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Mapping Startup Mapillary Hires Computer Vision Expert From Apple

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【Summary】Sweden-based mapping startup Mapillary has poached a high-level computer vision expert from Apple. Till Quack, a engineering manager who oversaw augmented reality (AR) and self-driving efforts for Apple will become Mapillary’s vice president of product. Mapillary uses crowd-sourced data to collect street-level images for map building.

Eric Walz    Jul 12, 2018 6:00 AM PT
Mapping Startup Mapillary Hires Computer Vision Expert From Apple

Sweden-based mapping startup Mapillary has poached a high-level computer vision expert from Apple, the company said on Wednesday.

Till Quack, an engineering manager who oversaw augmented reality (AR) and self-driving efforts for Apple, including the company's secretive autonomous driving program, will become Mapillary's vice president of product, the company told Reuters.  

Prior to joining Apple, Quack worked for chipmaker Qualcomm. Quack will be responsible for the important task of keeping Mapillary's maps updated.

Mapillary was founded in 2013, after CEO Jan Erik Solem, also a former Apple employee, sold his facial recognition startup to Apple. The company has a unique approach to map building.

Mapillary uses crowd-sourced data from a global network of contributors to collect street-level images. These images are collected from volunteers and organizations using smartphones or in-vehicle dash-mounted cameras.

Then, using computer vision techniques, Mapillary stitches these images together to create immersive, high-definition maps that include street-level views similar to Google Maps Street View. The technology can identify road signs, buildings or other infrastructure, including trees and traffic signals. These high-level details are added to the maps.

"The main product that we build is the platform to convert imagery from anyone into map data we can publish for everyone," Solem said to Reuters.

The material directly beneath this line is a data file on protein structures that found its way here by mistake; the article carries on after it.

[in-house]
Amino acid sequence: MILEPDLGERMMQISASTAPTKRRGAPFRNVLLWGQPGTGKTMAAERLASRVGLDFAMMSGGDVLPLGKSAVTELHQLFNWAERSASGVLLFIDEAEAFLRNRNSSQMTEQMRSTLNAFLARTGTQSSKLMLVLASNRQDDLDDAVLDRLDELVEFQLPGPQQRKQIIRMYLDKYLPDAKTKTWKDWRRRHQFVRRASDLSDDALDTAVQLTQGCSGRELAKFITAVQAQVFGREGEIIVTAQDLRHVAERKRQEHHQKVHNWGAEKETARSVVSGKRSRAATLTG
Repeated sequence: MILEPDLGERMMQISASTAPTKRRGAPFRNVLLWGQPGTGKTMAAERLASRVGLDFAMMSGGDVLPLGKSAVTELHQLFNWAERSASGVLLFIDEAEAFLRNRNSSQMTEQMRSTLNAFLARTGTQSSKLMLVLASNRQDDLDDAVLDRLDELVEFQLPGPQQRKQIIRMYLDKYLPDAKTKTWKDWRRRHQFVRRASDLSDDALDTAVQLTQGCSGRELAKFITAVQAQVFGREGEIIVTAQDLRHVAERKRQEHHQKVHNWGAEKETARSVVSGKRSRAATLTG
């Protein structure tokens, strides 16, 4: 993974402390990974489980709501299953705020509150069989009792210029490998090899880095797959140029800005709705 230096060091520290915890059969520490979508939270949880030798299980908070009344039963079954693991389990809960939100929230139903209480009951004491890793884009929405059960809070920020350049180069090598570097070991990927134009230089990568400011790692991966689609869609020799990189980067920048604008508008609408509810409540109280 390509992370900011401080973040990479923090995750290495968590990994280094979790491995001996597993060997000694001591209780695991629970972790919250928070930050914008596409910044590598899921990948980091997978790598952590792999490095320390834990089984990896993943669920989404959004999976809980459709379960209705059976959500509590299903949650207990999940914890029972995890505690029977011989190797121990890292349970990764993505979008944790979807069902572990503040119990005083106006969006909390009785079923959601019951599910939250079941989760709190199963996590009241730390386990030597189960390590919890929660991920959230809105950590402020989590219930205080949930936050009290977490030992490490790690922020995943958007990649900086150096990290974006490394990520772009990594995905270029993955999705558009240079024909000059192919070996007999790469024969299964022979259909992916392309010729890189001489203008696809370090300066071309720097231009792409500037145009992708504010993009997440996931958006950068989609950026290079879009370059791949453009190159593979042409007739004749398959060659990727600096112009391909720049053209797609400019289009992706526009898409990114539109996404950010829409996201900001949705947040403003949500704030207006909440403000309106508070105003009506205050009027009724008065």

Keeping maps updated is a huge challenge, as road frequently change due to construction zones, lane realignments, as well as new roads being built. For drivers or autonomous driving vehicles, having access to current maps is vital for precise navigation.

Tech giants Google and Apple solve this problem by sending out fleets of their own vehicles outfitted with cameras and other sensors to gather images of the roads, so their maps stay updated.

For example, if a new lane was added to a section of road, Google's own mapping vehicles would need to traverse this section of road to gather the necessary data Google requires to update its maps. Mapillary can do this task much quicker using crowdsourced data.

Mapillary's software can take pictures from nearly any kind of camera to build robust, three-dimensional maps.

The company provides this data to mapping firms, such as HERE Technologies, the mapping firm owned by a consortium of German automakers including Daimler, BMW and Audi. These maps will eventually be used for autonomous driving.

Mapillary is already experimenting with using the low-resolution cameras that are already built into many vehicles for features such as lane keeping assist, to help update its high-resolution maps.

Other startups including Mapbox, Civil Maps, DeepMap are all working on mapping technology and together raised more than $270 million in venture capital.

Mapillary has raised $24.5 million from investors such as Sequoia Capital and BMW Group's iVentures.


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